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Ron and Sue Mortensen: Liquidation

The markets have been hit with another substantial round of long liquidation this week, as traders sought to reduce risk in the face of the volatile situation in Libya and other Middle Eastern countries. 

Sharp rallies in crude oil prices and spreading destabilization around the world combine to make traders fear an economic slowdown.  The extreme volatility also argues for risk reduction, leading to traders reducing or eliminating various commodity bets. 

Grain fundamentals came in the form of the release of USDA Outlook Conference material.  This actually made pretty boring reading this morning.  USDA used the same acres for corn, soybeans and wheat in its updated supply/demand tables.  The only differences from a few weeks ago were small changes for rice and cotton.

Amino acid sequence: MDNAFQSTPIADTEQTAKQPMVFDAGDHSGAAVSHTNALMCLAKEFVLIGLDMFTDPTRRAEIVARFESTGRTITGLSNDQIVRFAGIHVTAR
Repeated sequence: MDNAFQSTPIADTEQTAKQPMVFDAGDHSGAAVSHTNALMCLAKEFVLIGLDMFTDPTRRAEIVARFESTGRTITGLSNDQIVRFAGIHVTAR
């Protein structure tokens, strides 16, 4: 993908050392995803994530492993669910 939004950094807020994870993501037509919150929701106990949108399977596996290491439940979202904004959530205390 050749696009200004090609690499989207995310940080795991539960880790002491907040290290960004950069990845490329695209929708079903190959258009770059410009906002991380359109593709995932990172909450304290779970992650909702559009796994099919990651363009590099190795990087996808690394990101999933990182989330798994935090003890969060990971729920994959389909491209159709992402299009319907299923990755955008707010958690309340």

This is the first time the USDA name has gone on supply/demand data for the upcoming crop year.  Using trend yields and conservative numbers for harvested acres, crop sizes become 13.7 billion bushels of corn and 3.345 billion bushels of soybeans.  Usage for both crops is very close to 2010-2011 levels.  This allows both corn and soybean carryout to increase slightly. 

Joe Glauber, the USDA economist, did say in his prepared remarks that it would be one to two years before the extreme tightness relaxed.  This argues for prices to continue to maintain a large risk premium—and it should continue until the key summer pollination/pod setting period. 

The risk of loss in trading commodities can be substantial.  You should therefore carefully consider whether such trading is suitable for you in light of your financial situation.

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